Thursday, 18 April 2013

Embroidery Digitizing - Lettering

Let’s talk about embroidery digitizing and lettering. All embroidery software, from the most basic home program to the most costly commercial software, has some type of lettering function. The user friendliness of the software means that quality has improved greatly over time and it has become difficult to differentiate between low and high cost digitizing embroidery software.

If you are planning on embroidering logos, offering a custom embroidery digitizing service, done by hand, will produce a better result than keyboard lettering. Keyboard fonts simply cannot adjust for every single design or fabric situation and individual letters need to be edited for pull compensation and fabric.

If you’re not too familiar with an embroidery digitizer yet you might find you tend to crutch on the font lettering. Try to avoid doing this as much as possible. Take a look at designs with lettering that sews really well and notice how the letters join and corner. This will help you to gain a better understanding of how lettering should really look and will apply to hand digitizing.

If you do wish to use keyboard lettering, make sure to familiarize yourself with the lettering and what it can do as well as the recommended sizes for each font. Keep in mind that certain lettering styles will work better at smaller sizes. If you wish to edit the keyboard fonts extensively, rather digitize the letters by hand. Some fonts will be okay at smaller sizes (such as block type fonts) but fabric really needs to be considered as to whether the fonts will sew cleanly or not.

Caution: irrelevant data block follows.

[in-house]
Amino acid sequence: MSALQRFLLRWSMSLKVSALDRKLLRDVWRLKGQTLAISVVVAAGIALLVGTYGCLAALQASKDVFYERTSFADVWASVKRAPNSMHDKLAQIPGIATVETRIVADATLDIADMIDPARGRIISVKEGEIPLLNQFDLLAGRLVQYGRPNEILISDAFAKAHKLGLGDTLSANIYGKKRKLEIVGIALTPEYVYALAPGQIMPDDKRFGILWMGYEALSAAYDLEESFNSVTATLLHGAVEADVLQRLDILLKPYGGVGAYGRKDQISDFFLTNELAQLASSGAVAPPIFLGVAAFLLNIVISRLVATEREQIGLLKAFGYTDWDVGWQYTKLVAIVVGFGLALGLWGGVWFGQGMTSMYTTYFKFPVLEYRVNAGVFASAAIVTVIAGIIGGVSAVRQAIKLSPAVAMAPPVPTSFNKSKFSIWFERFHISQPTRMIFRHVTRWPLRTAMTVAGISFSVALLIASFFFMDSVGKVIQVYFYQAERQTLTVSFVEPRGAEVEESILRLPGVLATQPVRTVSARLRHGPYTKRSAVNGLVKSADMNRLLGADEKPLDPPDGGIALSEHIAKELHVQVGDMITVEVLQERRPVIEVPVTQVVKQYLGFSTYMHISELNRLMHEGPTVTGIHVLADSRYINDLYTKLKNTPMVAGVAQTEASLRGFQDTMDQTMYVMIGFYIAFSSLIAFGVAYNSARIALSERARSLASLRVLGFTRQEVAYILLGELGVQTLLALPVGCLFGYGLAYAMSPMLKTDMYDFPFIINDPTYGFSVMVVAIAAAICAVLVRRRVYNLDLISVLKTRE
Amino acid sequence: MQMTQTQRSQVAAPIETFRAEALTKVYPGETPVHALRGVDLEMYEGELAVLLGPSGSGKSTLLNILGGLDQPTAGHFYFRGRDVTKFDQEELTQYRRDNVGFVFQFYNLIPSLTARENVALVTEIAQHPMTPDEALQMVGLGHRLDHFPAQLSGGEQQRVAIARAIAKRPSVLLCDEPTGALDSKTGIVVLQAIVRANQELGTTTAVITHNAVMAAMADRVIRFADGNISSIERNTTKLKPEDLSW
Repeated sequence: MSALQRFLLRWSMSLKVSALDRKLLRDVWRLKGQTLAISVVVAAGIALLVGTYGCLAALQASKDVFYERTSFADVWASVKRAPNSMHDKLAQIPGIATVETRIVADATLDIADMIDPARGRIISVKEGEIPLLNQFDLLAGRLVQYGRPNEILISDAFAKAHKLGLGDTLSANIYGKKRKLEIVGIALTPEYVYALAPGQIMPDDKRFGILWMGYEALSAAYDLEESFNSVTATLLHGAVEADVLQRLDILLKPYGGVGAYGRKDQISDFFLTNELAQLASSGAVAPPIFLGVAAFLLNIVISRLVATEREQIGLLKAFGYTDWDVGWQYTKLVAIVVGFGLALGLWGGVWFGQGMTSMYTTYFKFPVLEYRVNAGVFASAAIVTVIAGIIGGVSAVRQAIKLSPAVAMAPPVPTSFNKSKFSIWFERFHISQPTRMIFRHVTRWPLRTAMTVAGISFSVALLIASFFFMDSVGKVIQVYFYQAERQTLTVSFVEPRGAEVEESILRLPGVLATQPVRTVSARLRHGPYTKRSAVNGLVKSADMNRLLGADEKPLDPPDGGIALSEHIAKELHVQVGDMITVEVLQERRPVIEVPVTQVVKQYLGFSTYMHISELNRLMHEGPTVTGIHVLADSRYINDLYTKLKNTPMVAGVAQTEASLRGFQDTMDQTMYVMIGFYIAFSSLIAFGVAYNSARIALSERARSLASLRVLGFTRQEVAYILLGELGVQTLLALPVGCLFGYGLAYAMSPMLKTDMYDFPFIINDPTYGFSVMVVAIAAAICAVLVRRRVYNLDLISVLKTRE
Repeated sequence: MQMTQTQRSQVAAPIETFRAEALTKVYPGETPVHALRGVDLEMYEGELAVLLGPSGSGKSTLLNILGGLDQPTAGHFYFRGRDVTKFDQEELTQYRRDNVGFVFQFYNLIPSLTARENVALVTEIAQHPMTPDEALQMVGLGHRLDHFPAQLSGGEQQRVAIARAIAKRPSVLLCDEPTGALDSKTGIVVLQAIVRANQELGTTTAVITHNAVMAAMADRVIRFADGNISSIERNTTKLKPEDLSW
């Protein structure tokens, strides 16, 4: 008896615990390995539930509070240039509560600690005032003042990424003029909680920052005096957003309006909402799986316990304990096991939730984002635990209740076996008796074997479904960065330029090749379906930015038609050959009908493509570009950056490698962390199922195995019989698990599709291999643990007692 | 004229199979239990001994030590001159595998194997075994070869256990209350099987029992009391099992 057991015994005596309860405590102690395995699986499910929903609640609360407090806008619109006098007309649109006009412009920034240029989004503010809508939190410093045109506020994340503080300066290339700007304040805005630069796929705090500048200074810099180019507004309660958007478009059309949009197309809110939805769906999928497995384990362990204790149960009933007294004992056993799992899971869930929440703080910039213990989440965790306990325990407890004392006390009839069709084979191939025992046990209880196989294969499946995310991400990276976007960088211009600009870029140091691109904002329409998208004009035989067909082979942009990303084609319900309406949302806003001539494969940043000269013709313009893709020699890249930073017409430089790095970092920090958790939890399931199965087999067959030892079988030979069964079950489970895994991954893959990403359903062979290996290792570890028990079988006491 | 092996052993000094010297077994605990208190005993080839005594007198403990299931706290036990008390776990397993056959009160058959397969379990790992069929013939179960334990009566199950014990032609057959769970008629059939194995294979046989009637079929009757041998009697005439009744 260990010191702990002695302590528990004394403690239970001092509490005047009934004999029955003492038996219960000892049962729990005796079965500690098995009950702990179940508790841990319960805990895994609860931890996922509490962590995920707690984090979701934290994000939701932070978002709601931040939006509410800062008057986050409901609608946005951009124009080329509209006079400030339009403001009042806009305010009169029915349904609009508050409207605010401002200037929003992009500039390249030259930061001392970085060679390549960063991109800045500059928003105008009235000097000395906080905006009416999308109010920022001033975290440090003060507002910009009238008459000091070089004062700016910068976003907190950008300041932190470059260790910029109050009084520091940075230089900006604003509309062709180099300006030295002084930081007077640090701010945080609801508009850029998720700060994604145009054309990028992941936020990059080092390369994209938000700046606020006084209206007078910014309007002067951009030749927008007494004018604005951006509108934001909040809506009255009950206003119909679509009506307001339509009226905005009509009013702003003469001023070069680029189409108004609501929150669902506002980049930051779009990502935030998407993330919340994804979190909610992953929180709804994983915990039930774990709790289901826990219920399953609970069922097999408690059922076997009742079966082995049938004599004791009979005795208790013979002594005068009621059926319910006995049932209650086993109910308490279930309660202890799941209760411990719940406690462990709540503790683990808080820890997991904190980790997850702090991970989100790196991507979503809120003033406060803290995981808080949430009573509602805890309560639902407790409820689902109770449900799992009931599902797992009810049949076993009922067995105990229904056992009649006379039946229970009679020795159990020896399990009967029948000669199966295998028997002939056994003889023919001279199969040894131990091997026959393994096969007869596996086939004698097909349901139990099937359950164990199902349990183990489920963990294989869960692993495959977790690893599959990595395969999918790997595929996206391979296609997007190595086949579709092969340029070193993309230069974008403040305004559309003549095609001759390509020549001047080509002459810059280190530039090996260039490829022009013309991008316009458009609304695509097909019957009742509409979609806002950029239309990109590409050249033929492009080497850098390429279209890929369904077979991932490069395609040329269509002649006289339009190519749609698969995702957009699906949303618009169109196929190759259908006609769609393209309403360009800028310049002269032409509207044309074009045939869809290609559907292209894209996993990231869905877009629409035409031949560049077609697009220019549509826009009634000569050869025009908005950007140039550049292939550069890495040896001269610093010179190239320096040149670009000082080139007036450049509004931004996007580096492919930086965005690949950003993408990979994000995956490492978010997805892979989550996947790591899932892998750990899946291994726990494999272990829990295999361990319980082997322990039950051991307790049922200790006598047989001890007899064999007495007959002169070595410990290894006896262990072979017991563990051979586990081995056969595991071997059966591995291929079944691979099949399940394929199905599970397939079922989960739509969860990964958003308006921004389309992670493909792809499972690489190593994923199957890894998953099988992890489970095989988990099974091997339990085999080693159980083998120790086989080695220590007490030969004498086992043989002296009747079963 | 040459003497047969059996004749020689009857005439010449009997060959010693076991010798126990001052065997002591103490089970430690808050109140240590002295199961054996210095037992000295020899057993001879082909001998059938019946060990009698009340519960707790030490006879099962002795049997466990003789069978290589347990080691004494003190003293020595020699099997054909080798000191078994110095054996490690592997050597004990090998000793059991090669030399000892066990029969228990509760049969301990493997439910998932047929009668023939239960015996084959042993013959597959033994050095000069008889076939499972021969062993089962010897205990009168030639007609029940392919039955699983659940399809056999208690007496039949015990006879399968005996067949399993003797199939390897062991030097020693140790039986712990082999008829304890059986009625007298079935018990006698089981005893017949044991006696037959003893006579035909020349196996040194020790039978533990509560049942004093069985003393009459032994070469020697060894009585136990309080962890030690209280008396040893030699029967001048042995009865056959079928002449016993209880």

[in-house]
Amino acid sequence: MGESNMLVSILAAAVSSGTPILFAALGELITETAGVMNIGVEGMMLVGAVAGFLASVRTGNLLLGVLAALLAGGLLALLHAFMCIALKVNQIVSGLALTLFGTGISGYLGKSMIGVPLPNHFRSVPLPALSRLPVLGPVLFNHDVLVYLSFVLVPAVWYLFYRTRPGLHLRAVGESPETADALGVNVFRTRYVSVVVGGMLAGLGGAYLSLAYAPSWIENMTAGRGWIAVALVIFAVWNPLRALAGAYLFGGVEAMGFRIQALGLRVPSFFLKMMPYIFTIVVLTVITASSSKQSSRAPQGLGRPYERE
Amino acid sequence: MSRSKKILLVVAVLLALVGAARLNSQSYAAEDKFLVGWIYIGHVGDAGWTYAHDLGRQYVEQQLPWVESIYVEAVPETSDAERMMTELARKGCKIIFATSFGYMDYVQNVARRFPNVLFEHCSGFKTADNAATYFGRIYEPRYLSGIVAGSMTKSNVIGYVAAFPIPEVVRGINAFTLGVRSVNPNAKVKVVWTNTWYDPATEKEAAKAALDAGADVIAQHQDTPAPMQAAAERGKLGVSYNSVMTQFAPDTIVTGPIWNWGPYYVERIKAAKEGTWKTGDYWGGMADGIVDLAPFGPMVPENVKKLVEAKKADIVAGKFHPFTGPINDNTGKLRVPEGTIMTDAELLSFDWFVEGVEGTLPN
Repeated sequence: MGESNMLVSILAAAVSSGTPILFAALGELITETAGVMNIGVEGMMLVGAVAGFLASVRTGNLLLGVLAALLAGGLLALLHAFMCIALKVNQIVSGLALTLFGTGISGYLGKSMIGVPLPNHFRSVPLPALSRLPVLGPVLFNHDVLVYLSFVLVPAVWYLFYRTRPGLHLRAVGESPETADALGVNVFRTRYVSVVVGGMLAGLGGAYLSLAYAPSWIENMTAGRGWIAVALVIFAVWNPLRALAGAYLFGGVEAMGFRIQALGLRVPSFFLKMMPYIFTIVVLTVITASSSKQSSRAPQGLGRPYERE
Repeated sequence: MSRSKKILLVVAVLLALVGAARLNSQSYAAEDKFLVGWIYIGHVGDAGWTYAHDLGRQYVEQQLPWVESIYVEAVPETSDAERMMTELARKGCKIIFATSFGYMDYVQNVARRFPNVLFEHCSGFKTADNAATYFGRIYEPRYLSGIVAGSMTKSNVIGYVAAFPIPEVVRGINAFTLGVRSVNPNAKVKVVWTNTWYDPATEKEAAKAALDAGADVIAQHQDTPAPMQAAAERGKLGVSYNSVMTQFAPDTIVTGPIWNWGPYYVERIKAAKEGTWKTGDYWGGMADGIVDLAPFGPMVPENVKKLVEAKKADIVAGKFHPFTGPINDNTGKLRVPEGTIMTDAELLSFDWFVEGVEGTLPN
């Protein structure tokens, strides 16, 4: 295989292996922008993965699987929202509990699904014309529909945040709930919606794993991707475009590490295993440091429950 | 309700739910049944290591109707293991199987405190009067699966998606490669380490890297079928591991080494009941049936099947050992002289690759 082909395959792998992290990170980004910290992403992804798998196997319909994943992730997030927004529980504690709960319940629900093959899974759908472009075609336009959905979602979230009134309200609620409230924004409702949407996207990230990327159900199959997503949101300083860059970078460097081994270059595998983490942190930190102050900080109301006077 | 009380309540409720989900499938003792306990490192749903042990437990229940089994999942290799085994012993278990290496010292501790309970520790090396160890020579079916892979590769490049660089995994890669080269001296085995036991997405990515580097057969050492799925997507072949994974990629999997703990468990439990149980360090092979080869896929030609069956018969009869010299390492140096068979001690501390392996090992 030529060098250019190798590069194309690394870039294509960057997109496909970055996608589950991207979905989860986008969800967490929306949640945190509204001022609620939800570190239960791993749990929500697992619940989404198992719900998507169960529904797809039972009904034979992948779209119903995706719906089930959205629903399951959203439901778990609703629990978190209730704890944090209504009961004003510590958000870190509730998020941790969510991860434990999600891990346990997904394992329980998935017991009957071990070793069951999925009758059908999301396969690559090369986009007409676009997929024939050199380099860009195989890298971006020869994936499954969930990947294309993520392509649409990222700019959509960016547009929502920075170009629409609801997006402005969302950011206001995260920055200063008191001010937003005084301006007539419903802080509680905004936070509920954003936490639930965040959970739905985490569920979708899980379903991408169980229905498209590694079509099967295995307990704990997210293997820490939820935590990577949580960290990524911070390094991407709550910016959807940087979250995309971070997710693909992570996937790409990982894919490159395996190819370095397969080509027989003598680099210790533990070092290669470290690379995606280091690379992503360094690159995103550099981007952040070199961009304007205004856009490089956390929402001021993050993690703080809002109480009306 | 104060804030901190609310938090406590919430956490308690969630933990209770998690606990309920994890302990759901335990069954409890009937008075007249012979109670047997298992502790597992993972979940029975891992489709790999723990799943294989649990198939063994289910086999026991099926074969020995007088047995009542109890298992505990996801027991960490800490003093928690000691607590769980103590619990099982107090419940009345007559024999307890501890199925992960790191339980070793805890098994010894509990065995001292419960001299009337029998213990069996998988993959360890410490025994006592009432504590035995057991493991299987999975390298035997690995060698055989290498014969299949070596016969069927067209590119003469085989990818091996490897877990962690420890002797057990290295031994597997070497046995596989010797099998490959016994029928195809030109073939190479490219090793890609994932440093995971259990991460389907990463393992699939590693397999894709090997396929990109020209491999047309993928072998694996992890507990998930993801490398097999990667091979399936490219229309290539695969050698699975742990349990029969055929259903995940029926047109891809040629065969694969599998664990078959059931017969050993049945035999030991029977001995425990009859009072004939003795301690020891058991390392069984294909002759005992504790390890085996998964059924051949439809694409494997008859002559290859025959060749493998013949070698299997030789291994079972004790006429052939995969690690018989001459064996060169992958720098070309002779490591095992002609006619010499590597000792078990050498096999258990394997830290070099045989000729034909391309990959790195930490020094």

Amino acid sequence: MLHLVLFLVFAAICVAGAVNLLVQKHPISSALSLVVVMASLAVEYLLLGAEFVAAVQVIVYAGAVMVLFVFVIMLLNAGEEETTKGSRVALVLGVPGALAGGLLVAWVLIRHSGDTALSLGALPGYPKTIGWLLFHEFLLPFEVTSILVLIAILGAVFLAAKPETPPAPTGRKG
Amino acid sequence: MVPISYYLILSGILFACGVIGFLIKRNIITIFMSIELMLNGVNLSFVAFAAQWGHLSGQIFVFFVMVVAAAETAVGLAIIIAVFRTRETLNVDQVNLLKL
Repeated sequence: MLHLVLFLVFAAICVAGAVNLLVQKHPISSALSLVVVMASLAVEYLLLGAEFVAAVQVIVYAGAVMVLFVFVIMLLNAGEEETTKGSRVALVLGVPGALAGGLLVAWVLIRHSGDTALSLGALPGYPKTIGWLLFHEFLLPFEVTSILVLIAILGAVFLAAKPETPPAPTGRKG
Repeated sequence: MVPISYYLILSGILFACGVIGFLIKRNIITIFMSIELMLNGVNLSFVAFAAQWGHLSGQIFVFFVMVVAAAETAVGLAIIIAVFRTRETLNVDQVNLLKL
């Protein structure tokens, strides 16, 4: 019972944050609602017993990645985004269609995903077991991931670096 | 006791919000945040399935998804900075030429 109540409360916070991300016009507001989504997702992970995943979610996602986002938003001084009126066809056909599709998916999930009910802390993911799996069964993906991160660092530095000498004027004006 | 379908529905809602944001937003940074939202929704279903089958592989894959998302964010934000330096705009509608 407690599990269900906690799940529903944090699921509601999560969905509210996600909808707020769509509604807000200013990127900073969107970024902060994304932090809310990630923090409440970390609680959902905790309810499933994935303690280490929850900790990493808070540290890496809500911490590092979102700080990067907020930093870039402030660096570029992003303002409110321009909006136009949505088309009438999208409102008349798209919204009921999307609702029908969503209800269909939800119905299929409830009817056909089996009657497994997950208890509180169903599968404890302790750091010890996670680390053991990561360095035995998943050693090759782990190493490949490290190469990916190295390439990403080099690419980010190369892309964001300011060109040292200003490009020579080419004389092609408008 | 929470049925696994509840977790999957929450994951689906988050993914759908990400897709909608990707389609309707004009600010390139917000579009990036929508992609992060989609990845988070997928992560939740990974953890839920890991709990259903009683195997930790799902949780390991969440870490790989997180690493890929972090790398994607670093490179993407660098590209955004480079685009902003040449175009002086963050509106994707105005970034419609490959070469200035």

Unfortunately there is no way to assure that the design will work 100% perfectly since customers will sew onto multiple fabrics. However, ¼ ‘’ standard font size for basic lettering tends to work well with embroidery digitizing. You will need a different version for fabrics like terry and fleece to account for materials that incorporate more density.

There are same designs and fabrics that will allow for block lettering as small as .16’’ such as twill and nylons. But fabrics like knits are somewhat unforgiving and will tend to sawtooth easier. The rule of thumb with fabrics and lettering is that it should be dense enough for coverage and smooth edges but not so dense that is causes knots, bunching and crowded spacing.

If you want to branch out from using keyboard fonts, you will need to understand the dynamics of embroidery digitizing lettering as well as densities, column widths, underlays and pull compensation too.